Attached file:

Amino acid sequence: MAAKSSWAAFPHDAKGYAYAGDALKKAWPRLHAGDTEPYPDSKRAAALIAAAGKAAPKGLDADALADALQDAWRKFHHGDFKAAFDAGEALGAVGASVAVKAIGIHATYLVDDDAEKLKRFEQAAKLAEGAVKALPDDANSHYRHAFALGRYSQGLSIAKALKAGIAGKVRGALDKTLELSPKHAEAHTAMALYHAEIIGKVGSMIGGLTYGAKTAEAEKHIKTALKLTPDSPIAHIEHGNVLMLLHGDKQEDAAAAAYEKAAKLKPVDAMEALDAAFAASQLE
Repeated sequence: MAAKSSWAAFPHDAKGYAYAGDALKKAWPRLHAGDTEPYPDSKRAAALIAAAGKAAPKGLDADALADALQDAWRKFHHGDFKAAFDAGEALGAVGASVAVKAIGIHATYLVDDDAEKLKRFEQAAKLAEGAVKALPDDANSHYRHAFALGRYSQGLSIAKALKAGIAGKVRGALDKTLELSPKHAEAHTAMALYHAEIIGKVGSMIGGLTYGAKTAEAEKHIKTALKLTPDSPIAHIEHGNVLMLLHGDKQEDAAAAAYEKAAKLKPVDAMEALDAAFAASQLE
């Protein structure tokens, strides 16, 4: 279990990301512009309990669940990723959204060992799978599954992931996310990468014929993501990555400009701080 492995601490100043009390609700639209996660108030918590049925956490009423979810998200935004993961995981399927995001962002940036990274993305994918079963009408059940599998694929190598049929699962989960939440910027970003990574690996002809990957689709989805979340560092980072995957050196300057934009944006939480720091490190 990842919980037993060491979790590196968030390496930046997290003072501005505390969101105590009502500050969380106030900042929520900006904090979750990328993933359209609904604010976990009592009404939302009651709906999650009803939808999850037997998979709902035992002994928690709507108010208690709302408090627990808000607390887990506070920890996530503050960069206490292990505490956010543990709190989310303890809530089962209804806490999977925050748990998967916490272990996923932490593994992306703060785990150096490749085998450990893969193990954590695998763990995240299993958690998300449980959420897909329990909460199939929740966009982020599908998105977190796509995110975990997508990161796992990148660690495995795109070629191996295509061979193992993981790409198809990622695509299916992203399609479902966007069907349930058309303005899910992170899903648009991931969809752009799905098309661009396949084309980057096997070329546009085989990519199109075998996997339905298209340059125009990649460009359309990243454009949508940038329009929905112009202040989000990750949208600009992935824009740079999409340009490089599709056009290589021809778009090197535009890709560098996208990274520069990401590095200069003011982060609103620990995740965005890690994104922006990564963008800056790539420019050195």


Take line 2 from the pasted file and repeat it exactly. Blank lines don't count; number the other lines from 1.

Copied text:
Repeated sequence: MAAKSSWAAFPHDAKGYAYAGDALKKAWPRLHAGDTEPYPDSKRAAALIAAAGKAAPKGLDADALADALQDAWRKFHHGDFKAAFDAGEALGAVGASVAVKAIGIHATYLVDDDAEKLKRFEQAAKLAEGAVKALPDDANSHYRHAFALGRYSQGLSIAKALKAGIAGKVRGALDKTLELSPKHAEAHTAMALYHAEIIGKVGSMIGGLTYGAKTAEAEKHIKTALKLTPDSPIAHIEHGNVLMLLHGDKQEDAAAAAYEKAAKLKPVDAMEALDAAFAASQLE